Do business credit cards build credit? They can if you use them strategically. They're one of many ways emerging businesses can establish a credit history. But what about when you're first starting out?
When starting a new business, it might be tempting to tap your personal credit to fuel operations. The early stages of a business, however, are an ideal time to build your business credit profile.
Building a business credit profile can help you when you apply for business loans or credit with vendors. The practice also helps you separate your personal and business credit and create solid accounting practices for each.
In the early stages of business, you might find that you have to sign a personal guarantee for any debt incurred for your business. Guarantees like this mean that you’ll be personally responsible for the debt should your business fail to pay it back. As you build your business credit, these personal guarantees typically fall to the wayside as your business credit stands on its own.
To help you get a smart start on building your business credit, here are five actions you can take to build credit in your business’ name.
1. Incorporate your business.
To build a credit file as a business, you need your business recognized as a business by business credit bureaus and the IRS. That means you need a legally-recognized corporate business entity, a business address and a business phone number.
Pros of Incorporating Your Business
- You’ll be eligible for an Employer Identification Number (EIN) from the IRS. This is akin to a Social Security Number for businesses.
- You’ll build a separate credit file under a business-affiliated number. This allows you to build business credit separate from your personal credit.
- You can apply for credit using your EIN. This includes secured business credit cards and small business credit cards to build credit.
- You can open a business bank account. It’s important to pay your business bills using your business bank account.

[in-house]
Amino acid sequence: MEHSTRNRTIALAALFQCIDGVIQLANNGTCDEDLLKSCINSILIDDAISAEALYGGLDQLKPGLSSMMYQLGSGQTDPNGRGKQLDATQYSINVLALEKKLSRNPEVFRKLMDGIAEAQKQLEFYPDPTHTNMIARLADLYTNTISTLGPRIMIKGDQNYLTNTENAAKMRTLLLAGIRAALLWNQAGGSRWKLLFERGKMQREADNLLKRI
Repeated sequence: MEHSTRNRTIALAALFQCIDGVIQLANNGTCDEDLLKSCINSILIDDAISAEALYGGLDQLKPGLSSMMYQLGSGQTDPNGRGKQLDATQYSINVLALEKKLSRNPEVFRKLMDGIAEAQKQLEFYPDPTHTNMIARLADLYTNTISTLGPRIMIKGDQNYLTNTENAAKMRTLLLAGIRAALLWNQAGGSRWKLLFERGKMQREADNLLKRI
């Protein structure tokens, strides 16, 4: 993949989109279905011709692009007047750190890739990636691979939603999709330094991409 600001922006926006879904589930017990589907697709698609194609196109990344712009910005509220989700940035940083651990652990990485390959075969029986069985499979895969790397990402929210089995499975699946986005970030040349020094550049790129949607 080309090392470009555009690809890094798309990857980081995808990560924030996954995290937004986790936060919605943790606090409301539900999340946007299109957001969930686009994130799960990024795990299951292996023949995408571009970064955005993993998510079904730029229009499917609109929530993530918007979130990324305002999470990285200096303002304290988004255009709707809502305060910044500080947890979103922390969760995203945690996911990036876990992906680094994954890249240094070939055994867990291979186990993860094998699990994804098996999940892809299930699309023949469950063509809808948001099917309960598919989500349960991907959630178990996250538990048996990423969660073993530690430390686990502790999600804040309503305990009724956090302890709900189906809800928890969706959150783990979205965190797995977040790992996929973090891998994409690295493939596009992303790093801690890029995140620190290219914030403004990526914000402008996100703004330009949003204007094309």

Cons of Incorporating Your Business
- Additional costs. While there’s no cost to apply for an EIN, there are state-level costs to incorporating your business entity.
- Additional tax returns. Instead of just a Schedule C, you’ll need to file corporate tax returns, which adds another logistical step to your business accounting.
2. Apply for your Dun & Bradstreet (DUNS) Number.
The three main credit bureaus that track business credit are Dun & Bradstreet, Experian and Equifax. While many vendors and card issuers will use your EIN to report your credit, many use a unique number from Dun & Bradstreet as well.
Pros of Getting Your Dun & Bradstreet (DUNS) Number
- It’s convenient and free. When using the standard request process, you’ll usually receive your number in less than 30 days and at no cost.
- You’ll be ready for all vendors. As with consumer credit, not all vendors report to all bureaus. With your DUNS number, you’ll be ready when a new vendor requests it and begin to build credit at this essential business credit bureau.
- You’ll be ready for lenders. Many lenders use D&B’s Live Business Identity when deciding whether to grant business loans. Building and maintaining your D&B credit file could boost your loan application down the line.
Cons of Getting Your Dun & Bradstreet (DUNS) Number
- Time and cost. If you need your number faster than 30 days, you’ll have to pay. Five-day service is $49. Same-day numbers can be issued and can cost between $299-$799.
- Multiple files to track. In addition to tracking your Experian and Equifax business reports, you’ll also have to track a third business credit file. This can be time consuming.
3. Apply for a small business credit card.
Do business credit cards build credit? They do if you apply for them using your EIN. By using small business credit cards to build credit, you can establish a good payment history that is reported to at least one, if not multiple business credit bureaus.
Pros of a Small Business Credit Card
- Expand your cash flow. With new purchasing power, you can have access to financing that can fuel your company’s growth.
- Manage your employees' expenses. If you have multiple employees, small business credit cards can help streamline your bills. You can possibly receive both you and your employee spending on a single bill each month.